Searching for Canada’s climate change action plan
I stood in a giant COP 17 plenary hall, squinting through my binoculars. I wore khaki from head to heel, dressed like someone on safari in search of a rare leopard or honey-badger, but what I was looking for was far more elusive than the rarest African beast. I was looking for Canada’s plan to fight climate change.
Few people have spent more time searching for Canada’s climate change action plan than the CYD’s Daniel T’Seleie, whose experience dates back to Copenhagen. “The likelihood that Canada has a plan to effectively tackle climate change is on par with the likelihood that the Sasquatch exists,” T’Seleie said. This however is an understatement, because there is significantly more evidence attesting to the existence of the Sasquatch: in 2010 alone there were three reports of Sasquatches recorded on the Geographical Database of Bigfoot/Sasquatch Sightings. There isn’t even a fuzzy video or a half remembered vision to create the allusion of the existence of a Canadian climate change action plan.
As I searched through wastepaper baskets and underneath computer keyboards for Canada’s climate change action plan I realized I was looking for the wrong thing. Canada does not have a plan to slow climate change or reduce emissions from the Tar Sands, but that doesn’t mean Canada doesn’t have a plan. The reverberations from Canada’s plan are everywhere. Negotiators, delegates and journalists from the Global South and youth from across the world have talked about Canada’s real climate change policy: a mandate to negotiate on behalf of the Tar Sands and monkey-wrench international progress on climate change.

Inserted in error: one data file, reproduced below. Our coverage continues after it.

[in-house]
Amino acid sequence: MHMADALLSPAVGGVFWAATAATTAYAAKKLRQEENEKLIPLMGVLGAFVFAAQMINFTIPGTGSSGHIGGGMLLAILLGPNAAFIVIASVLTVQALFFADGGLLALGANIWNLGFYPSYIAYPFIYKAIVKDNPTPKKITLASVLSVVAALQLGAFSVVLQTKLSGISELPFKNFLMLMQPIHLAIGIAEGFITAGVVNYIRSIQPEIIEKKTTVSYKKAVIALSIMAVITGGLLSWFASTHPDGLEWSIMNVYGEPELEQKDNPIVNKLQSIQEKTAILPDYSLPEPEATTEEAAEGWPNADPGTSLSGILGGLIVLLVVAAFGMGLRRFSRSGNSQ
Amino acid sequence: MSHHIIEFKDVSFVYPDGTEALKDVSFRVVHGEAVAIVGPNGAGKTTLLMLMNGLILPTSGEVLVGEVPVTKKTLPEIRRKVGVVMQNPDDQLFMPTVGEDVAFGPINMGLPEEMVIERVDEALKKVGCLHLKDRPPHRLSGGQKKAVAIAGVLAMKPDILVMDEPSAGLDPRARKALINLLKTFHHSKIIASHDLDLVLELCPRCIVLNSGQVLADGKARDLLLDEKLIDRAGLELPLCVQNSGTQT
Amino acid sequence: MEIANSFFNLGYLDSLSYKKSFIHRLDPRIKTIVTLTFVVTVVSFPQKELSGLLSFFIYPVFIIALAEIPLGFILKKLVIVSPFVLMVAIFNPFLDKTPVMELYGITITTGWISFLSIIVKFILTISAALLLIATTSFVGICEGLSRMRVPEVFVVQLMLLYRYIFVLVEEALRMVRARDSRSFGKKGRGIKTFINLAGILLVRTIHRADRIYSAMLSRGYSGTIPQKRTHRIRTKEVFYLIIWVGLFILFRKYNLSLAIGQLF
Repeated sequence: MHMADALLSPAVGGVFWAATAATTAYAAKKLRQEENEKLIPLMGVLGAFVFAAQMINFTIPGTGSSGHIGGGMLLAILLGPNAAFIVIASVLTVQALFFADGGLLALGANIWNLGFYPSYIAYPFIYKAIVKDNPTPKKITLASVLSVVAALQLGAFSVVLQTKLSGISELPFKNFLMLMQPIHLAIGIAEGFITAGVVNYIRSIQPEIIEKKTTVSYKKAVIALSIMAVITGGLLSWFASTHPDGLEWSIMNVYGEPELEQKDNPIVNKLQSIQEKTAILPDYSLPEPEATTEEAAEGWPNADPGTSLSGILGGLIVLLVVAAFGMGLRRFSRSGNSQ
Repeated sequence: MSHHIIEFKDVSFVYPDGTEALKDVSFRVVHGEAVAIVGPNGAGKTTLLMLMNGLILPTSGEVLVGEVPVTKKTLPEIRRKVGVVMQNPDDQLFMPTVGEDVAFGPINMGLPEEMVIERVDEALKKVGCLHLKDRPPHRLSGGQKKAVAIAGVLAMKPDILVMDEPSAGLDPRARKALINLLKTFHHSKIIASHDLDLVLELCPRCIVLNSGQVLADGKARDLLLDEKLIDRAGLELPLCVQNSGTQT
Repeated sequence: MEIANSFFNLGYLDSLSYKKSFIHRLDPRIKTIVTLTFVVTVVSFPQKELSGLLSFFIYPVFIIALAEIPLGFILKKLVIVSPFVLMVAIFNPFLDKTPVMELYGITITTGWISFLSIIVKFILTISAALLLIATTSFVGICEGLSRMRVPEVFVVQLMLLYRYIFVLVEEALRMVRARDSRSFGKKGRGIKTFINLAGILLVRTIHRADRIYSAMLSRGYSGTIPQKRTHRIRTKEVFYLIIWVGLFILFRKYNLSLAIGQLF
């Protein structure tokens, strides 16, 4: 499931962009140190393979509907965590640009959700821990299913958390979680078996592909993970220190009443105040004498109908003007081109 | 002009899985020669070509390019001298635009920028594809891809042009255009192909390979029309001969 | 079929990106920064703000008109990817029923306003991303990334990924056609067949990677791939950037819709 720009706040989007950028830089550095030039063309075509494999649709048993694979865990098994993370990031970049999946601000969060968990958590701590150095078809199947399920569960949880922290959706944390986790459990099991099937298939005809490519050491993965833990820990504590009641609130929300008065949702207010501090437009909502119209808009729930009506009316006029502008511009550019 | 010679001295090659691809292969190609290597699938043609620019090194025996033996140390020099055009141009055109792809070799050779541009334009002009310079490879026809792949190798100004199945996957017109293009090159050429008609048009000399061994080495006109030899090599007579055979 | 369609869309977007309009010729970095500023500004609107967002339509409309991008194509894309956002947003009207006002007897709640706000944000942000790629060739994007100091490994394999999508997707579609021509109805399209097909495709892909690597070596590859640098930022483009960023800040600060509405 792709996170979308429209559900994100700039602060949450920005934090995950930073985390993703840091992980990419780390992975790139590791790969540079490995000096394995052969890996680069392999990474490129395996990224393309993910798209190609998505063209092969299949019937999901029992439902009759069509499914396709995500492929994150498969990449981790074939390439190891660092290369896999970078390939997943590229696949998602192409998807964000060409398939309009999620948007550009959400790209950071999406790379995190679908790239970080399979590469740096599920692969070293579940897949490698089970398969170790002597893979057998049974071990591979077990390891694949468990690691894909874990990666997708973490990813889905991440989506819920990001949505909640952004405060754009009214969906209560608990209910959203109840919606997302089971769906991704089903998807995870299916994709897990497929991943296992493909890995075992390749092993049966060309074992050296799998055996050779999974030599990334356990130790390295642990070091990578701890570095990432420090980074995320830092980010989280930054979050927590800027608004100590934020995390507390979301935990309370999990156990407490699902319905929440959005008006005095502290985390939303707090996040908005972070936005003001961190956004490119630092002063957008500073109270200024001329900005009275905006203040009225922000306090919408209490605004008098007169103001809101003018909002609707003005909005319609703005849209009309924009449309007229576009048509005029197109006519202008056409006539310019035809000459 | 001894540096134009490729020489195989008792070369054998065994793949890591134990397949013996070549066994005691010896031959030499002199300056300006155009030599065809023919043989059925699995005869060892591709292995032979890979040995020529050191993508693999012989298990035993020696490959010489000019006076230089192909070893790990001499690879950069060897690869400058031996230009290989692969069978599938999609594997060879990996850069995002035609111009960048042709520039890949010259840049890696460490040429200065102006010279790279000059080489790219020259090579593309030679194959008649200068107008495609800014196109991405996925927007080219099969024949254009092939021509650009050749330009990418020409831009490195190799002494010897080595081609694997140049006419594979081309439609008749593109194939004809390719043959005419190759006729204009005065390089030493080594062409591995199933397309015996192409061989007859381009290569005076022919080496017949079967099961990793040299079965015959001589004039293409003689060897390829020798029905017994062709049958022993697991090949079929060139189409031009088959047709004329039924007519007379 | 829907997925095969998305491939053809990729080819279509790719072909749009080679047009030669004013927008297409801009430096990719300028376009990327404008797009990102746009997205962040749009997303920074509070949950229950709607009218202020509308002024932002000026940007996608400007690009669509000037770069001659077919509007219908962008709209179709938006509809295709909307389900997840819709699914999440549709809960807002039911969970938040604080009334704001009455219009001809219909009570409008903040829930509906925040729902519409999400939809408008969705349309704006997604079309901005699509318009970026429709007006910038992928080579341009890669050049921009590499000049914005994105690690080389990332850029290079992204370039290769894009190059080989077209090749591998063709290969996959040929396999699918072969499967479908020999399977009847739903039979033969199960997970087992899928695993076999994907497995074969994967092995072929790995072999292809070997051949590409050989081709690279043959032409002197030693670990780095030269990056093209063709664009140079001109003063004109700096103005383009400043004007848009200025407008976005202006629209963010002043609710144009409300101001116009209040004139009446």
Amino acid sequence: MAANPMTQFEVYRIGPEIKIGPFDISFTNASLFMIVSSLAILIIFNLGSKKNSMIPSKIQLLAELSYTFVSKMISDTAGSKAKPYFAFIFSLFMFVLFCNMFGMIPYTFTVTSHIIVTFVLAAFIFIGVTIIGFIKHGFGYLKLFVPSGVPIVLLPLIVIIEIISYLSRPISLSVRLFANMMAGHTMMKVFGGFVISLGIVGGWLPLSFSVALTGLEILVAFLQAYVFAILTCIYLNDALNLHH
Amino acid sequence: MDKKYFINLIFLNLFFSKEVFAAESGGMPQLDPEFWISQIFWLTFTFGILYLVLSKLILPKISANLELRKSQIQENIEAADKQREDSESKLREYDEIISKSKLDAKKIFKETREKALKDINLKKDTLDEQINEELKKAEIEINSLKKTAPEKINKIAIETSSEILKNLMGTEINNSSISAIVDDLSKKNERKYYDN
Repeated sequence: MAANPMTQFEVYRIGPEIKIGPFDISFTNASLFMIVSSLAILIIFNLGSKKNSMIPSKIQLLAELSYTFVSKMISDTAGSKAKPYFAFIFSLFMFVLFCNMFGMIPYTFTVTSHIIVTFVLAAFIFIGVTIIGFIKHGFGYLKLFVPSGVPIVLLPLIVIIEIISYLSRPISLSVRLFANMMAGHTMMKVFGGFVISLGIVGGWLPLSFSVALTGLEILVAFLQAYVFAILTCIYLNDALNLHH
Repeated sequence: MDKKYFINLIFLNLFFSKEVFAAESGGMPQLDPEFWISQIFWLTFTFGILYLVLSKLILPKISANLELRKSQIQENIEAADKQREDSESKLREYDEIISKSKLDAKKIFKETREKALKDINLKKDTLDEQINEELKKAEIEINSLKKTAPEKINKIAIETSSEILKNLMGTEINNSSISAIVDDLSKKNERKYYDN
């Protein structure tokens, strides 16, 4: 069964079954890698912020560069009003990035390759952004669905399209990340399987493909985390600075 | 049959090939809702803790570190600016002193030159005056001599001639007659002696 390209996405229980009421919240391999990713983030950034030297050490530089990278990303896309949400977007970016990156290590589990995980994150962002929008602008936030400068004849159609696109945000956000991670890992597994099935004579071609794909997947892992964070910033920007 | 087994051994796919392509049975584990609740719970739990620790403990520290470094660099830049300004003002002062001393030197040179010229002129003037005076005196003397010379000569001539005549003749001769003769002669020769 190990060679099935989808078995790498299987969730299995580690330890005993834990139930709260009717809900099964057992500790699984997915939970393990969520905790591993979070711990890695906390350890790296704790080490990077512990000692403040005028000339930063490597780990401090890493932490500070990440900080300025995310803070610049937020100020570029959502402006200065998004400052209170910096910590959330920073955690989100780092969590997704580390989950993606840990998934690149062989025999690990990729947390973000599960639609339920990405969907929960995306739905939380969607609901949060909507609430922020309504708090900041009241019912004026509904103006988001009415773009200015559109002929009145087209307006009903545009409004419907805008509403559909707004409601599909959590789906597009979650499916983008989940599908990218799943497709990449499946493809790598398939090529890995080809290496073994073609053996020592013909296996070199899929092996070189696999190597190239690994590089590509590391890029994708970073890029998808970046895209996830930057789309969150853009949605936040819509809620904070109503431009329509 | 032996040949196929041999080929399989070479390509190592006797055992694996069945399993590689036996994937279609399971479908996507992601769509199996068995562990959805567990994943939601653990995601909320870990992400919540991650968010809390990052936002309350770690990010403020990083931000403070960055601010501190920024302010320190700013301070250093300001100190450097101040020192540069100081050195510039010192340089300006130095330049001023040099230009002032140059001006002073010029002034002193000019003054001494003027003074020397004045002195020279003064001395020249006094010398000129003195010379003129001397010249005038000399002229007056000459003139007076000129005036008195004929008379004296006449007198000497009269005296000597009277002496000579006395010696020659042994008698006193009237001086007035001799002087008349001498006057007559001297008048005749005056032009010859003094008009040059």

Canada’s abysmal record on climate change goes beyond its lack of willingness to reduce carbon emissions – the Canadian Government has been aggressively attempting to block other countries from action on climate change. Canada is expected to formally reject the Kyoto protocol and is pressuring other countries to do the same. Canada is one of the countries that have used the Green Climate Fund as bargaining leverage, threatening to cut climate financing to developing countries that speak up in favour of strong climate policies. Canada is determined to do anything that it takes to protect the Tar Sands, even if it means derailing international climate talks and dramatically increasing the probability of runaway climate change.
I didn’t need binoculars or a magnifying glass to find Canada’s climate change strategy. All I needed was to hear the voices of those most impacted by Canada’s obstructionist stance ― citizens from around the world who are demanding that Canada put people before polluters.